Patrick Dane writes for Bleeding Cool.
When X-Men: First Class proved to be an incredibly surprising prequel to the X-Men series, it perhaps could have seemed a little counter intuitive to announce Days of Future Past. While an incredibly complex and interesting storyline, it could have easily ruined the good will generated by the new cast in First Class by shackling them to the ever convoluted 'present day' continuity.
In truth, X-Men: Days of Future Past ends up being a triumph for several reasons. This is Bryan Singer at mostly his best and it is also the strongest entry in the franchise since X2. Yes, it is at least as good, if not a smidgen better than First Class. Considering the amount of plates spinning at the same time during the films 130 minute run time, that is pretty remarkable.
Now, that isn't to say that that the movie is always satisfying. Most of the time spent in the future can be a little jarring. Despite two instances, the cast of the original X-men movies don't have too much to do instead of standing around looking worried, saying grandiose things. The most egregious offender of this is when Patrick Stewart is tasked with a black of exposition setting up what happened in the future to a whole room of people who should know full well what had happened to their world. In fact, that kind of dialogue does end up becoming 'par for the course' as it can sometimes feel like, both in the past and the future, that these characters are just making grandiose statements about belonging and loss at each other.
The films also sports a somewhat lackluster first act, that is full of exposition about the future, where everyone had been and the rules of the time travel that will feature. At times it feels like a slog to get everyone where they need to be. Although once that is all figured out, X-Men: Days of Future Past is like a runaway train, ever gaining momentum as it races along.
Obviously, the movie is dealing with a huge cast, meaning that many of the previous characters are going to get the short graft. This is a story largely about the younger versions of Charles Xavier, Magneto, Wolverine and Mystique (with a surprisingly substantial role for Nicholas Hoult's Beast). While most of the cast outside of that at least have a little bit of time to stretch their wings, don't expect to be spending extended amount of time with Storm, Kitty Pryde or even the older versions Charles Xavier and Magneto.
While the film can take a little while to come together as an emotionally resonant story, it is held together by a collection of incredibly strong scenes. The best example of this, coming in the first half of the movie is Quicksilver's set-piece. The character had come under pretty heavy scrutiny in the advertising build-up due to his wackado appearance and the gauntlet it threw down to Marvel Studios, who will also be using the character in the Avengers 2: Age of Ultron. In truth, his scenes are fundamentally pointless to the overall narrative, but that doesn't mean it isn't one of Singer's best action scenes since Nightcrawler's White House infiltration in X2. He isn't a movie stealer, but he is absolutely a scene stealer. The ball is firmly in Marvel's court on that front.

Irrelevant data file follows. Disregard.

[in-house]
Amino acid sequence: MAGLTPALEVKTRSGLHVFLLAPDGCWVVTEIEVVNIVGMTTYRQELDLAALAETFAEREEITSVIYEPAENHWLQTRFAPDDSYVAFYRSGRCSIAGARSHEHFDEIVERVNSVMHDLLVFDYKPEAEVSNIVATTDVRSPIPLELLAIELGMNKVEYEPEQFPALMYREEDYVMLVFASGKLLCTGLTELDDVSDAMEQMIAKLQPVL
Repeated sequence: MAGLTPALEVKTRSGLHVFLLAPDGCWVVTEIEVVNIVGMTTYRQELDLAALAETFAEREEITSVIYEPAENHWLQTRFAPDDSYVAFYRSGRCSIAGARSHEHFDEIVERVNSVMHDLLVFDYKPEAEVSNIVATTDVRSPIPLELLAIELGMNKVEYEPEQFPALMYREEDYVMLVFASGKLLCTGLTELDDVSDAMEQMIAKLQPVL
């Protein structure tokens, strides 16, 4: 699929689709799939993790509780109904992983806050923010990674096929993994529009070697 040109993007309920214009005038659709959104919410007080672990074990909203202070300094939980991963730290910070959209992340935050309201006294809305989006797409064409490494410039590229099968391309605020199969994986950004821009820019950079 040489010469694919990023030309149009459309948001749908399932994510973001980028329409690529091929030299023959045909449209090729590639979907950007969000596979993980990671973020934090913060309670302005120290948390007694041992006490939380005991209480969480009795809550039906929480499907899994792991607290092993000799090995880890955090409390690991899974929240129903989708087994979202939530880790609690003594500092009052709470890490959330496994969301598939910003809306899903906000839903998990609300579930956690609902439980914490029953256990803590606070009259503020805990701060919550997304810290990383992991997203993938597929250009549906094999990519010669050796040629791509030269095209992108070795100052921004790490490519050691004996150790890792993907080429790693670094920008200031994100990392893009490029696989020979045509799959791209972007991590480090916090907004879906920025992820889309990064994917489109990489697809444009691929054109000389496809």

These kinds of gratifying scenes help build the narrative with a sense of fun for a large part of the movie, but it isn't until towards the stellar conclusion that the films emotional core comes together. Not only is the scale of the finale awesome eye candy, it has serious implications about these characters, their world and the X-men franchise as a whole. In the end, Days of Future Past respects what came before it, but ultimately acts as a whole reboot of this world, streamlining the continuity of these movies that were never designed to work as a whole together in the first place.
X-Men: Days of Future Past could have been a total disaster. In truth, a certain sect of fans may have even been hoping that it would. Instead, X-Men: Days of Future Past completely rejuvenates the franchise in unique and exciting ways and should have everyone excited about what is coming in the future. While it can be absurdly silly at times, it is often gratifying and stands shoulder to shoulder with the best that X-Men movies offer. This is the 'reboot' and streamlining that X-Men needed, while also being a great standalone adventure. While the deeper context of the movie is not as strong as X2, it feels like the perfect end of a complicated chapter. Now, just to see what comes next in X-Men: Apocalypse.
Oh, and a little on that post credit scene. MAJOR SPOILERS so stop reading if you want to go in blind. There was some confusion amongst us as to what we saw initially. After some deliberation and mining of his Wikipedia page, we decided that the figure you see is a young Apoclapyse. You will perhaps understand our confusion as the figure appears quite feminine and fair, both characteristics you wouldn't have expected from the 5,000 year old mutant. You'll see huge parts of the pyramids floating around and being constructed as a horde of people bow and chant "En Sabah Nur". As the camera swings around to focus on the figure, you'll see four horse men standing out of focus in the background. Cut to black. And now the super hero disaster movie that Simon Kinberg has been talking about is set up. I'm now very much looking forward to it.